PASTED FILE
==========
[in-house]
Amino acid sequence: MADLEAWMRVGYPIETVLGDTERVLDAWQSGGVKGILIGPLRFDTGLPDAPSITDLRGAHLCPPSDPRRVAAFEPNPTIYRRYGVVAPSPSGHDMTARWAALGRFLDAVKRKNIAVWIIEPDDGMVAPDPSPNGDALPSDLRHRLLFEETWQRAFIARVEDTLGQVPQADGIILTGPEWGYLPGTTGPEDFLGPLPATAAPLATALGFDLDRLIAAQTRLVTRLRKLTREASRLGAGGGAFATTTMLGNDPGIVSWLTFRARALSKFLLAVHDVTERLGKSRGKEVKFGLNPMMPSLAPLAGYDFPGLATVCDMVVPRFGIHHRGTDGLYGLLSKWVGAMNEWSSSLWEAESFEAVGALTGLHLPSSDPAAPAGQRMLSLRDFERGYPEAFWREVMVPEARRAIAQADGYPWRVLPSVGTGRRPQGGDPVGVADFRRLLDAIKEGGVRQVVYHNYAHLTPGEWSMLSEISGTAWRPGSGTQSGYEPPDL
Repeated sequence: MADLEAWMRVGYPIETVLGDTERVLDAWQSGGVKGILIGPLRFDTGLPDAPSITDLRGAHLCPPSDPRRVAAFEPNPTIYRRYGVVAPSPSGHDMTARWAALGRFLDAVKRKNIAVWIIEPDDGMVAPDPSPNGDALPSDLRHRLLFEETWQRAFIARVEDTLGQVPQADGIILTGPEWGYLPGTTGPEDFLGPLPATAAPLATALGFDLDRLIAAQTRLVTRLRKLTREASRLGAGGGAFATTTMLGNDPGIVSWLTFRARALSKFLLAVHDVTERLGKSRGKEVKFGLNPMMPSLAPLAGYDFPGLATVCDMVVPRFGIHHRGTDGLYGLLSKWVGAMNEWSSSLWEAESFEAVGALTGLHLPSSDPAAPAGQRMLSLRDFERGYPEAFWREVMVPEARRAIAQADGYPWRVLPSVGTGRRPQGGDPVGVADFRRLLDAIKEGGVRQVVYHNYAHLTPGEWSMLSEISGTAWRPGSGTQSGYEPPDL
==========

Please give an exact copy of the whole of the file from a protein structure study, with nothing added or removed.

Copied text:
[in-house]
Amino acid sequence: MADLEAWMRVGYPIETVLGDTERVLDAWQSGGVKGILIGPLRFDTGLPDAPSITDLRGAHLCPPSDPRRVAAFEPNPTIYRRYGVVAPSPSGHDMTARWAALGRFLDAVKRKNIAVWIIEPDDGMVAPDPSPNGDALPSDLRHRLLFEETWQRAFIARVEDTLGQVPQADGIILTGPEWGYLPGTTGPEDFLGPLPATAAPLATALGFDLDRLIAAQTRLVTRLRKLTREASRLGAGGGAFATTTMLGNDPGIVSWLTFRARALSKFLLAVHDVTERLGKSRGKEVKFGLNPMMPSLAPLAGYDFPGLATVCDMVVPRFGIHHRGTDGLYGLLSKWVGAMNEWSSSLWEAESFEAVGALTGLHLPSSDPAAPAGQRMLSLRDFERGYPEAFWREVMVPEARRAIAQADGYPWRVLPSVGTGRRPQGGDPVGVADFRRLLDAIKEGGVRQVVYHNYAHLTPGEWSMLSEISGTAWRPGSGTQSGYEPPDL
Repeated sequence: MADLEAWMRVGYPIETVLGDTERVLDAWQSGGVKGILIGPLRFDTGLPDAPSITDLRGAHLCPPSDPRRVAAFEPNPTIYRRYGVVAPSPSGHDMTARWAALGRFLDAVKRKNIAVWIIEPDDGMVAPDPSPNGDALPSDLRHRLLFEETWQRAFIARVEDTLGQVPQADGIILTGPEWGYLPGTTGPEDFLGPLPATAAPLATALGFDLDRLIAAQTRLVTRLRKLTREASRLGAGGGAFATTTMLGNDPGIVSWLTFRARALSKFLLAVHDVTERLGKSRGKEVKFGLNPMMPSLAPLAGYDFPGLATVCDMVVPRFGIHHRGTDGLYGLLSKWVGAMNEWSSSLWEAESFEAVGALTGLHLPSSDPAAPAGQRMLSLRDFERGYPEAFWREVMVPEARRAIAQADGYPWRVLPSVGTGRRPQGGDPVGVADFRRLLDAIKEGGVRQVVYHNYAHLTPGEWSMLSEISGTAWRPGSGTQSGYEPPDL